Health of Giant Schnauzer for Sale Near Me
If you do not find a Giant Schnauzer near you, then due diligence becomes even more of your friend. Your goal is to acquire the healthiest dog that you can, so communication with the breeder is key. Also, you will have to try to decipher how reputable a breeder is. Are they recommended by a major registry, and do they adhere to all the health certification requirements? If pups live near you, then visitation is an option you should take advantage of. Assess the care of adults and puppies on the premises and their cleanliness and apparent health. Shelters and rescues cannot always offer the same background or certification on their animals, and their dogs are often mature. However, you can get an excellent analysis of the temperament of your potential new dog.
Caring for the Giant Schnauzer
You will find that caring for your Giant Schnauzer is easy once you commit to training, socializing, and exercising her.
- Love – Giant Schnauzers are loyal and affectionate but do fine on their own if alone periods are not prolonged beyond six to eight hours at a stretch; independent but ideally should have a job to occupy them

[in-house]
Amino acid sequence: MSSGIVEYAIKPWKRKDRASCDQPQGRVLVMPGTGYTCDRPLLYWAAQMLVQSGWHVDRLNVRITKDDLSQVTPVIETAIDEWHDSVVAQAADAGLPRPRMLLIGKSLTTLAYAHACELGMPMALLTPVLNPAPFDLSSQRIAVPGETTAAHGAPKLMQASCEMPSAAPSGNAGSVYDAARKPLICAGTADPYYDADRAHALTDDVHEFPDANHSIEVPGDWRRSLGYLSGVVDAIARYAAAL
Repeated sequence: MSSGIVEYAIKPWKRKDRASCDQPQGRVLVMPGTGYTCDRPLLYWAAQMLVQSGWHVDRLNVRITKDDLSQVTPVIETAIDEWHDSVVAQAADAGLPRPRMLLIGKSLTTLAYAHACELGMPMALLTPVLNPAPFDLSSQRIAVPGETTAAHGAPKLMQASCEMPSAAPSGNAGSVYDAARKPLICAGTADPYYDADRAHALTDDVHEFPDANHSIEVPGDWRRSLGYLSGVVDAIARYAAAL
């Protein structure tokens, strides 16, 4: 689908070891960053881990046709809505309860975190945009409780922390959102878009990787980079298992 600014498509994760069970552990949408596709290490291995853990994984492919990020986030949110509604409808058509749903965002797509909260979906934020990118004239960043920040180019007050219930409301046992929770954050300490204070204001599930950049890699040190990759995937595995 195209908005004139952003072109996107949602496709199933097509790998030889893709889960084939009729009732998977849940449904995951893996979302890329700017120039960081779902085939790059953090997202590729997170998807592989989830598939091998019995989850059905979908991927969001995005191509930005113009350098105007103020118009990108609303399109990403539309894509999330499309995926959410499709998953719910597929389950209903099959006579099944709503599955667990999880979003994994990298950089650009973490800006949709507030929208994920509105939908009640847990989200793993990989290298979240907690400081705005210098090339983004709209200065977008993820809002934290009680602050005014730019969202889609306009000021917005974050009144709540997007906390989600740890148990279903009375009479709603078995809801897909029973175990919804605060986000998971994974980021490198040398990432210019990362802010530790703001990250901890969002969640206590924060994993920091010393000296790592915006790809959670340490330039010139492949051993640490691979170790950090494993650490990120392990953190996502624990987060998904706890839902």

- Exercise – 60 to 90 minutes daily, 20 to 40 minutes of which should be vigorous
- Excel at competitive or partner-based activities – these can serve as a “job” as they involve training and a lot of practice and activity; Schnauzers are excellent at Shutzhund, obedience, tracking, police work, search and rescue, agility, and can even be trained to herd (can try herding trials)
- Coat grooming – wire-haired breed, so ideally you would brush gently twice a week and hand strip dead wiry hairs monthly; many owners give their Schnauzers a body clip (shave that leaves the coat a set uniform length but much shorter than original) and leave the head neatly trimmed
- Food – premium diets can vary from homemade cooked to raw or be comprised of wet cans, dry kibble, or commercial fresh
- Calories – 1500 to 1700 calories per day for adults, 3000 to 5000 calories for puppies during rapid growth, and 2000 to 4800 calories or more for working dogs
- Trim nails every 4 to 8 weeks
- Bathe and clean ears every 6 to 12 weeks
- Swab excess wax in ears every 2 weeks or as needed
- Wipe the face and check ears every other day or more; brushing the teeth can be on the same schedule